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List of ologies

Informally, an ology is a field of study or academic discipline ending in the suffix -ology. The word ology is therefore a back-formation from the names of these disciplines. Such words are formed from Greek or Latin roots with the terminal -logy derived from the Greek suffix -λογια (-logia), speaking, from λεγειν (legein), to speak. The word ology is thus misleading as the 'o' is actually part of the word stem that receives the -logy ending. For example, the bio part of biology stems from Greek βιος (bios), life. This is why some of the words do not end in -ology (such as mineralogy).

Not all words ending in -ology are ologies in the above sense. In some words such as tautology and haplology, the -logy suffix is from the Greek λογοσ, word, and denotes not a field of study but a type of speech or writing. For example, haplology means the mistake of saying one letter, syllable or word when two or more are required, as in the example of pronouncing the word "February" somewhat like "Febuary". Even 'technology' isn't a discipline as such, more a description of an improvement.

It should also be pointed out that some words mean to study something, but aren't called ologies -- midwifery is one example.

A famous British television commercial of the 1980s has a Jewish student phoning his grandmother to confirm his exam results. He is disappointed that he has only passed Sociology, but his grandmother will have none of it. "Anthony," she insists, "if you get an ology, you're a scientist!"

Here is a list of some ologies:

please add more examples of real fields of study ending with -ology to this list

Words ending in -ology that are not fields of study, and thus not "ologies" in the sense of this article, are:

  • Apology[?]
    • a statement of regret.
    • an explanation for or justification of beliefs.
  • Chronology is the arrangement or setting out of past events in order of occurrence; the recording of historical events in date sequence.
  • Doxology, a spoken or sung end of a prayer.
  • Eulogy, though not an -ology, is a commemoration of a person's life at his/her funeral.
  • Hagiology[?] is literature dealing with the life of a saint or, indeed, any revered person, a biography of an individual, rather than a study of saints, sainthood or saintliness in general.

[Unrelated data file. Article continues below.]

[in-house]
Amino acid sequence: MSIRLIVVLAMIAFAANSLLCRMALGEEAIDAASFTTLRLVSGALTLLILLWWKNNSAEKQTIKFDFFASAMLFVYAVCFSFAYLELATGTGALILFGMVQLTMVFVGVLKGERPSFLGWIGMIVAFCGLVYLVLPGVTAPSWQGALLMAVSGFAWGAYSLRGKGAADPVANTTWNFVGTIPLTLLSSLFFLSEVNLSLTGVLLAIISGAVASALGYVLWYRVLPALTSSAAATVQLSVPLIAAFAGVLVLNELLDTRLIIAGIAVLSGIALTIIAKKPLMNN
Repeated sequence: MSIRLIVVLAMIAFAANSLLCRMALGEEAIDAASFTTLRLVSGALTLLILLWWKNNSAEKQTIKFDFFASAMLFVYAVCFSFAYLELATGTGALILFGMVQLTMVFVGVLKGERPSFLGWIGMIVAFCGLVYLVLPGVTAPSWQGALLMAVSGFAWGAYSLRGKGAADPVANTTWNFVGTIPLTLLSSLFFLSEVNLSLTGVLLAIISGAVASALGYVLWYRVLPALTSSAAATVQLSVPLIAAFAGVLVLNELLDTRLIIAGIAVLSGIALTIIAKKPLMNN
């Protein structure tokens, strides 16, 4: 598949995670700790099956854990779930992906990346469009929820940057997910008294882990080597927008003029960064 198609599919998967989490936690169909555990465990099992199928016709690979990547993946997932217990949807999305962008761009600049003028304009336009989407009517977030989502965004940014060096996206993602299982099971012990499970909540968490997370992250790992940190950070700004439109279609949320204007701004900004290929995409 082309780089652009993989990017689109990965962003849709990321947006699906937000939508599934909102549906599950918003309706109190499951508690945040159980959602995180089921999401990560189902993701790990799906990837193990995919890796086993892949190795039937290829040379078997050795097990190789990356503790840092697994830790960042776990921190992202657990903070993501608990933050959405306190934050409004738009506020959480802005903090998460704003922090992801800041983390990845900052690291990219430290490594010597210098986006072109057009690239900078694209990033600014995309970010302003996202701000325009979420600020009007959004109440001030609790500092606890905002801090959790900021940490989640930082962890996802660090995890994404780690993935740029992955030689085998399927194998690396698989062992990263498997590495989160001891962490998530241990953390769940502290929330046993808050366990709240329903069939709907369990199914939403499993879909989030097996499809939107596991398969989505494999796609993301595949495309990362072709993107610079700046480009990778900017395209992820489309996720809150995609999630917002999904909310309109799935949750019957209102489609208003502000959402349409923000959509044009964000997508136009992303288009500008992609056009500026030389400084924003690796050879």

• Kibology, joke religion worshiping Kibo
  • Philology, the historical study of languages. This is not a ology in the strict sense, because it is not the study (-ologia) of love (philo-), but the love (philo-) of literature (logia).
  • Phraseology[?] is the way words are put together, therefore the style[?] being used in a sentence, or the set of phrases or the choice of words used by any particular group of people, a type of register, then, that reflects the form of language used in a certain social situation in which particular subjects are being discussed. Examples of register (phraseology) are: (obscene) slang, legal language (legalese), journalese[?], the jargon of the racecourse, or the special words or phrases used in certain occupations, as only a few of a very numerous category.
  • Reflexology[?], alternative method of massage, therapy or pressure on certain points of the sole of the feet as a means of relieving nervous tension
  • Scientology, the belief system/cult religion founded by L. Ron Hubbard, self-described as a study of knowledge.
  • Soteriology[?] is the doctrine of a coming end of time or of the world.
  • Tautology, a self-affirming truth.
  • Terminology, a set of words and/or phrases, usually in relation to some particular canon or field of study e.g. 'mathematical terminology'.
  • Tetralogy of Fallot, an abnormality of the heart consisting of four deformities that often occur together
  • Trilogy (although not strictly an -ology) is a body of writing[?] in three parts, as tetralogy[?] is that in four parts.

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